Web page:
Alone and unwanted in the heart of France’s wine region, Ronaldinho could have been forgiven for craving a stiff drink. It was the end of September 2001 and as Paris Saint-Germain slumped to a 1-0 defeat at Bordeaux, their star attacker was slumped on the bench, an unused substitute for a side that needed a goal.
For two years, he had illuminated Brazilian football to a drumbeat of deafening hype, but six months after leaving his homeland, the 21-year-old boy wonder looked like a busted flush. He had chosen Paris for first-team football but so far he had made just two starts. Now he couldn’t even get off the bench.
With the 2002 World Cup on the horizon, he hadn’t kicked a ball for his country in six months. Things were not going to plan.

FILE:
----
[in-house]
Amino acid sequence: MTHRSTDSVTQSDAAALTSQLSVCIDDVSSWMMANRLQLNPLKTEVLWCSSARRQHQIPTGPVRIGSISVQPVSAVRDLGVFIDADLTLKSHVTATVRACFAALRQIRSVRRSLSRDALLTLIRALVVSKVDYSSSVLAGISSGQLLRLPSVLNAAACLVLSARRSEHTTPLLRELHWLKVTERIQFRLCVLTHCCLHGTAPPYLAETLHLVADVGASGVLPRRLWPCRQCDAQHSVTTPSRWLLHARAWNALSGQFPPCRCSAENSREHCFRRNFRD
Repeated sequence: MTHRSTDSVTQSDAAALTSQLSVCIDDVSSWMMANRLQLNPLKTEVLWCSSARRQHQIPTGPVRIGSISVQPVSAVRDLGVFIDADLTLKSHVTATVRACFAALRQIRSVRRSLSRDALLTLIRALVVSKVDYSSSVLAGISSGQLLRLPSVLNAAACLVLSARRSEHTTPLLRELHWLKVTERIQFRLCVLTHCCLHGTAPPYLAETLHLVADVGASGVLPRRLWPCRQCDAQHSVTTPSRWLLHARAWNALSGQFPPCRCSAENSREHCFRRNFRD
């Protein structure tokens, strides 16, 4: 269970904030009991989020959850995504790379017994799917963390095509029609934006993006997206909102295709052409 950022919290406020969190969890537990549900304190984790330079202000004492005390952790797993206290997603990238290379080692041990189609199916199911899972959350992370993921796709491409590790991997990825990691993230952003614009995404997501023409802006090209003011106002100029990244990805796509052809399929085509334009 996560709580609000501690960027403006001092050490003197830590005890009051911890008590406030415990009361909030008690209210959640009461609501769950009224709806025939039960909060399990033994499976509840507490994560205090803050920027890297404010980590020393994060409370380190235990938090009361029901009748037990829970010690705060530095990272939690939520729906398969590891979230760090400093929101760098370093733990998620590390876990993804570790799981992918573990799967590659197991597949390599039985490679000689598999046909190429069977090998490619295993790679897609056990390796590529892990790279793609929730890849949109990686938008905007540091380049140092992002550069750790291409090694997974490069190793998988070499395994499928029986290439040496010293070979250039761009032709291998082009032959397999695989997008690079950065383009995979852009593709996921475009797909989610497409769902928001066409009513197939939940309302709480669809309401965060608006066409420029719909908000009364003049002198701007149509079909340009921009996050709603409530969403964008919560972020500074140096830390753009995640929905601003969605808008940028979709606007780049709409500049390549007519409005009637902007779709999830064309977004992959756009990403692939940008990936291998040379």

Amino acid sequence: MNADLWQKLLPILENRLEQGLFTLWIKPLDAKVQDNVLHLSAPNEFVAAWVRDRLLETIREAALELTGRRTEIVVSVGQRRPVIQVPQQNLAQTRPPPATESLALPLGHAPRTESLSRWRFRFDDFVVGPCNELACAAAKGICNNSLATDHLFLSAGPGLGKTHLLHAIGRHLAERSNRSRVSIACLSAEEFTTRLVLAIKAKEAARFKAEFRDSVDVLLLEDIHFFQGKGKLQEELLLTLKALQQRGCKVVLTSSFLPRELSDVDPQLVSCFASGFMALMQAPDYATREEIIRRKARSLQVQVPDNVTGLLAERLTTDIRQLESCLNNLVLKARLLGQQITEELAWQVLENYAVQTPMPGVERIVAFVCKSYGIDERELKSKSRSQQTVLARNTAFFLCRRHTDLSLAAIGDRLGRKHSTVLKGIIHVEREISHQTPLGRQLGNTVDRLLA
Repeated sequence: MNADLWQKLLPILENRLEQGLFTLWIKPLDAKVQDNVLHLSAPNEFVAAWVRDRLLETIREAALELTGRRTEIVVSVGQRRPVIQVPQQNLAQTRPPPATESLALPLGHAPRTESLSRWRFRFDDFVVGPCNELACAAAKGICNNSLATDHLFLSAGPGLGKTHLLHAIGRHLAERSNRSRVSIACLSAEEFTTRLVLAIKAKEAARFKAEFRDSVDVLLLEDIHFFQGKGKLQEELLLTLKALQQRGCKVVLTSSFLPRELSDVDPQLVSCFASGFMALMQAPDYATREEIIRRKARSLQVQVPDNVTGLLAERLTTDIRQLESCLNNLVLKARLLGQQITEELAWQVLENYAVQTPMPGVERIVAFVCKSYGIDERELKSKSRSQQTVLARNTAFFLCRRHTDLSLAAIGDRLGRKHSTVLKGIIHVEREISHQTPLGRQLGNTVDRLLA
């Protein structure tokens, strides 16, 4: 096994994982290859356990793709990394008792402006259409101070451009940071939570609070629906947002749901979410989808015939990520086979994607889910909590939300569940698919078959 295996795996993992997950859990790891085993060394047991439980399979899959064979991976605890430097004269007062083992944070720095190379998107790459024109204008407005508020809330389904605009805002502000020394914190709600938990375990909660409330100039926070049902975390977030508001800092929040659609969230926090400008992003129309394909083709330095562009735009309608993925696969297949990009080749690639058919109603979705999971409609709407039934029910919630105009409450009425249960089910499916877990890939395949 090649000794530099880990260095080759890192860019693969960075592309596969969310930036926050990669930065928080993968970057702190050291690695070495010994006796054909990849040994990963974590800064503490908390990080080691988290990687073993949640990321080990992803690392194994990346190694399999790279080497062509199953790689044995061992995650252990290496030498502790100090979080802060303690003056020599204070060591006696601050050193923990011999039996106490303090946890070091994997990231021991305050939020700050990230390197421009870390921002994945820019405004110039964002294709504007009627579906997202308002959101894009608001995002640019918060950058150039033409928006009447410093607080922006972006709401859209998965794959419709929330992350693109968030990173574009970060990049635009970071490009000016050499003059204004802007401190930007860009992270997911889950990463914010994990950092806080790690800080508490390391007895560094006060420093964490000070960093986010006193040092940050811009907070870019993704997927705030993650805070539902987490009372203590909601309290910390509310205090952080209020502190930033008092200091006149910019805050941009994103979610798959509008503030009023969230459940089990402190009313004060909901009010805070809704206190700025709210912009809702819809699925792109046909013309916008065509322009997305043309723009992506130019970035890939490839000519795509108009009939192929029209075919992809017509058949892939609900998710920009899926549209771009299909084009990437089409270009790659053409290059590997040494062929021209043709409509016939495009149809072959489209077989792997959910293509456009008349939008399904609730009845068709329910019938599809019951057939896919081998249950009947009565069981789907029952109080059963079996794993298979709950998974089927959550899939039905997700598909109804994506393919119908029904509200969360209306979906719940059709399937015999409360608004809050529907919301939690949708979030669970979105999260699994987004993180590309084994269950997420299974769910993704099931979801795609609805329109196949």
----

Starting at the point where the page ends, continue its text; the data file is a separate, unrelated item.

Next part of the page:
Ronaldinho was already a star when he touched down at Charles de Gaulle Airport in July 2001 to become a PSG player. Back in Brazil, he’d been the talk of a nation since bursting onto the scene as a gangly teenager for his boyhood club Gremio.
His first invasion of the national consciousness had come in the final of the state championship in 1999 when, playing against local rivals Internacional, the 18-year-old managed to humiliate the country’s World Cup-winning captain Dunga with outrageous skill on two separate occasions, the first in particular a moment of absurdist, elastic-limbed wizardry.
Ronaldinho was promptly whisked off to the Copa America, and summoned from the bench in Brazil’s opener against Venezuela. He took precisely four minutes to score a sumptuous individual goal, flicking the ball over his marker’s head before boisterously blamming it home.
It was his Michael Owen in Saint-Etienne moment. A nation sat up and took note – as did a small army of scouts from across Europe. Continue reading